• rules is an array so it cannot be merged. The top-level file takes precedence.
  • artifacts is a hash map so it can be deep merged.

Override included configuration arrays

You can use merging to extend and override configuration in an included template, but you cannot add or modify individual items in an array. For example, to add an additional notify_owner command to the extended production job’s script array:

Content of autodevops-template.yml:

production:
  stage: production
  script:
    - install_dependencies
    - deploy

Content of .gitlab-ci.yml:

include: 'autodevops-template.yml'

stages:
  - production

production:
  script:
    - install_dependencies
    - deploy
    - notify_owner

If install_dependencies and deploy are not repeated in the .gitlab-ci.yml file, the production job would have only notify_owner in the script.

Use nested includes

You can nest include sections in configuration files that are then included in another configuration. For example, for include keywords nested three deep:

Content of .gitlab-ci.yml:

include:
  - local: /.gitlab-ci/another-config.yml

Content of /.gitlab-ci/another-config.yml:

include:
  - local: /.gitlab-ci/config-defaults.yml

Content of /.gitlab-ci/config-defaults.yml:

default:
  after_script:
    - echo "Job complete."

Use nested includes with duplicate includes entries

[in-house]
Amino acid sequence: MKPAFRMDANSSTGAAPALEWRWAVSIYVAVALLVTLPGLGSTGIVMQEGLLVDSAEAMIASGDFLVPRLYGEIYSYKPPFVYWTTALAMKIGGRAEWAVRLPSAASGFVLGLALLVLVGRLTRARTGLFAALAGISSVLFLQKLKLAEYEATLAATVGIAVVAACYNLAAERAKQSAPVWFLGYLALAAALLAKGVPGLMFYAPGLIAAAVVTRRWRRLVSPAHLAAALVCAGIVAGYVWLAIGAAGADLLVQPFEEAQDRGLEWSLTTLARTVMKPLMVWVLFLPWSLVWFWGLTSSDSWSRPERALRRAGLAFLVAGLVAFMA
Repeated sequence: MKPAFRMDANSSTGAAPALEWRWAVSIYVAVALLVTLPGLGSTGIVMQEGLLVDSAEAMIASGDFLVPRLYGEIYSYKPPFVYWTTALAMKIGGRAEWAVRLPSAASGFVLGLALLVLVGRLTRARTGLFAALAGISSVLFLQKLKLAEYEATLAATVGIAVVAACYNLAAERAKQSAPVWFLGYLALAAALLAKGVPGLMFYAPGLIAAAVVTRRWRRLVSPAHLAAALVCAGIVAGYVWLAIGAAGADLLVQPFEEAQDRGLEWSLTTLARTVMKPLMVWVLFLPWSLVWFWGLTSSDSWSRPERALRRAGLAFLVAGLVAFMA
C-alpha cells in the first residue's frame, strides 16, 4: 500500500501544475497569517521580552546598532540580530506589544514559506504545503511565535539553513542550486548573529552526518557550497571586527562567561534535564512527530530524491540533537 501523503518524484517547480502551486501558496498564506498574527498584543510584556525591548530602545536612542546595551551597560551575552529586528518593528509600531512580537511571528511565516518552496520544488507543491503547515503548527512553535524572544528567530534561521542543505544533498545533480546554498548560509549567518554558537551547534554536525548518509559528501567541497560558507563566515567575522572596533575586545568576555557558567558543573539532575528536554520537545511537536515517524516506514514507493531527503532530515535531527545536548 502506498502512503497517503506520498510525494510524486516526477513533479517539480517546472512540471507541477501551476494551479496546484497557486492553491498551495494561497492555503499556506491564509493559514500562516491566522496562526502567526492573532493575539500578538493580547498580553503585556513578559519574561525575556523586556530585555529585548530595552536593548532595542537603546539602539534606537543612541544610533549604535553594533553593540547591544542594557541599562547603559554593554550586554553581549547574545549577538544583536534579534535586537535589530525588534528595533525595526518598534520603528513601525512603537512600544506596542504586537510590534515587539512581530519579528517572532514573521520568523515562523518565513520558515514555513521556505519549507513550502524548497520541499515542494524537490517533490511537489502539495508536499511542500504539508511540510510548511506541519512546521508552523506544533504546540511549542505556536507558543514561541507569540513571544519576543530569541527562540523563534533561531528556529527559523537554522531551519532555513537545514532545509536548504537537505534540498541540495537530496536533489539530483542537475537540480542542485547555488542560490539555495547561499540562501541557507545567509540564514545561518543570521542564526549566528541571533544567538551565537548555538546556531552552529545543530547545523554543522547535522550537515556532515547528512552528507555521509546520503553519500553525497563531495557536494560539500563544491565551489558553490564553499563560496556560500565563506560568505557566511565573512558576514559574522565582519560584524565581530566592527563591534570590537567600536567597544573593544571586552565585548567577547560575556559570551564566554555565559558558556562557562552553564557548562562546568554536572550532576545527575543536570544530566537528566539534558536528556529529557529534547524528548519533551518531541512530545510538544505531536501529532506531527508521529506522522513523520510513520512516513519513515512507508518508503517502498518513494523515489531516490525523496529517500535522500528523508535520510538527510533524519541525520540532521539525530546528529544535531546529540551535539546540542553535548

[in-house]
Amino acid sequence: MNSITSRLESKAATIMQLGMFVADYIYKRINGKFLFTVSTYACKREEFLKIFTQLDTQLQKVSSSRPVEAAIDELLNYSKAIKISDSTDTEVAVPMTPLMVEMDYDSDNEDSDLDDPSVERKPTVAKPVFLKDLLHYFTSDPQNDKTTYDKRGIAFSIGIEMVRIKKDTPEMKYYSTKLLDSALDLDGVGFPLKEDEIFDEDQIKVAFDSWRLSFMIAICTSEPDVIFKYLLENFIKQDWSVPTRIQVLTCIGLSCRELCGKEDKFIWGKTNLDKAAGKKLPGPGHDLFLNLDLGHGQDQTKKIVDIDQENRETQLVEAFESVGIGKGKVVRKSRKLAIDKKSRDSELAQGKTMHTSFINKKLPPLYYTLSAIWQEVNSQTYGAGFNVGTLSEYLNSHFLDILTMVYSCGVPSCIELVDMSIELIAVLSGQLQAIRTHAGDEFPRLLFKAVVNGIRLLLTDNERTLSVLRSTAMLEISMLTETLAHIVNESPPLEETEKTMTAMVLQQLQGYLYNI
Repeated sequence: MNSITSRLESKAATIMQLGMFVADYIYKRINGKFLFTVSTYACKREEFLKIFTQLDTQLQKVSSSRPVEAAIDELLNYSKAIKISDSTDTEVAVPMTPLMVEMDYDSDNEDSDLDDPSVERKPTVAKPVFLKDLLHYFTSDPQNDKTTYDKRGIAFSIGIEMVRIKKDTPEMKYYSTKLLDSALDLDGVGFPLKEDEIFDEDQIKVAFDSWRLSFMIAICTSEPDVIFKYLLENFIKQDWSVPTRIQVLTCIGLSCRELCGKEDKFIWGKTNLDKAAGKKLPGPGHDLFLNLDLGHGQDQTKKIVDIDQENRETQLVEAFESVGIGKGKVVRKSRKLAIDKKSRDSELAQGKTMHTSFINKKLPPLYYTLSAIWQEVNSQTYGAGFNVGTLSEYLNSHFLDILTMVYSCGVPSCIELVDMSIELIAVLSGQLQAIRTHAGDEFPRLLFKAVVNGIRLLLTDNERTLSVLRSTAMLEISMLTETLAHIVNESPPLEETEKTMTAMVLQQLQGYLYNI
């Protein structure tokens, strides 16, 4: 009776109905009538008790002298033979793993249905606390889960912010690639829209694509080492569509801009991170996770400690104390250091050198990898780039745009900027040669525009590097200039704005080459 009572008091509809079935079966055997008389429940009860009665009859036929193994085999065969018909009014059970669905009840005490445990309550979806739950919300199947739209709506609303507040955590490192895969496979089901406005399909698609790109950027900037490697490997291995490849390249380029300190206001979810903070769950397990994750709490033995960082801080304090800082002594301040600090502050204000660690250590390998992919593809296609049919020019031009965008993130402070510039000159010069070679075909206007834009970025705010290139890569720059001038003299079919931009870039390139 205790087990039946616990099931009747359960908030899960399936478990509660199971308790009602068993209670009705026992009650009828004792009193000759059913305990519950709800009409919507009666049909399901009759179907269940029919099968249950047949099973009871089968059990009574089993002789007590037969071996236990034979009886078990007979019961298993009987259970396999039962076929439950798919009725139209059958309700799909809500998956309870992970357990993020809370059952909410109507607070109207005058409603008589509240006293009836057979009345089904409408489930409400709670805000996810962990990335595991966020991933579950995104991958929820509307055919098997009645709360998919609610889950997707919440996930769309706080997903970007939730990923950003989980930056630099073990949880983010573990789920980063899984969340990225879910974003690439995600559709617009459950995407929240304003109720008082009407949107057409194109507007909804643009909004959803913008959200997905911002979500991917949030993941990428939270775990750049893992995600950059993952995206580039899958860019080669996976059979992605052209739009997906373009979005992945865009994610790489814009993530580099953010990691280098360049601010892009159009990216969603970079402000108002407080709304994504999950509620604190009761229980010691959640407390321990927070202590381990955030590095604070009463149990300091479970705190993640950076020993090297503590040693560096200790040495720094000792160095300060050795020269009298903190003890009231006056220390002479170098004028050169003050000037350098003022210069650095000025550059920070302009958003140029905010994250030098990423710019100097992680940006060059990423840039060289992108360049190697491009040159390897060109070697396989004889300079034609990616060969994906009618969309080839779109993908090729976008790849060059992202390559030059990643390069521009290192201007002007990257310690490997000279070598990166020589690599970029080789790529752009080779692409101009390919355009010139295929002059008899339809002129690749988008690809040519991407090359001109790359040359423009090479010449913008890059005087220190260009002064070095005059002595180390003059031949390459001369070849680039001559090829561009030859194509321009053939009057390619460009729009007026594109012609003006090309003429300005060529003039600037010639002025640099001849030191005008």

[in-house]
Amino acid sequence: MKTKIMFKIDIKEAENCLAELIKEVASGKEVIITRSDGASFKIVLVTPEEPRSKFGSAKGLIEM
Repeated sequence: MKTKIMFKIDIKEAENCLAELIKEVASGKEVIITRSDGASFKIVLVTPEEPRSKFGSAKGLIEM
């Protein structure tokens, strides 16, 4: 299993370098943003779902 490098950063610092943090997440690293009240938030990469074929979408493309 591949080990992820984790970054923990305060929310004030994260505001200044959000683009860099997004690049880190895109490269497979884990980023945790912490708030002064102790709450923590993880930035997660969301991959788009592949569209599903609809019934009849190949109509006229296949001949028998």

Nested includes can include the same configuration file. The duplicate configuration file is included multiple times, but the effect is the same as if it was only included once.

For example, with the following nested includes, where defaults.gitlab-ci.yml is included multiple times:

  • Contents of the .gitlab-ci.yml file:

    include:
      - template: defaults.gitlab-ci.yml
      - local: unit-tests.gitlab-ci.yml
      - local: smoke-tests.gitlab-ci.yml
    
  • Contents of the defaults.gitlab-ci.yml file:

    default:
      before_script: default-before-script.sh
      retry: 2
    
  • Contents of the unit-tests.gitlab-ci.yml file:

    include:
      - template: defaults.gitlab-ci.yml
    
    unit-test-job:
      script: unit-test.sh
      retry: 0
    
  • Contents of the smoke-tests.gitlab-ci.yml file:

    include:
      - template: defaults.gitlab-ci.yml
    
    smoke-test-job:
      script: smoke-test.sh
    

The final configuration would be:

unit-test-job:
  before_script: default-before-script.sh
  script: unit-test.sh
  retry: 0

smoke-test-job:
  before_script: default-before-script.sh
  script: smoke-test.sh
  retry: 2

Use variables with include

In include sections in your .gitlab-ci.yml file, you can use:

For example:

include:
  project: '$CI_PROJECT_PATH'
  file: '.compliance-gitlab-ci.yml'

You cannot use variables defined in jobs, or in a global variables section which defines the default variables for all jobs. Includes are evaluated before jobs, so these variables cannot be used with include.

For an example of how you can include predefined variables, and the variables’ impact on CI/CD jobs, see this CI/CD variable demo.

You cannot use CI/CD variables in an include section in a dynamic child pipeline’s configuration. Issue 378717 proposes fixing this issue.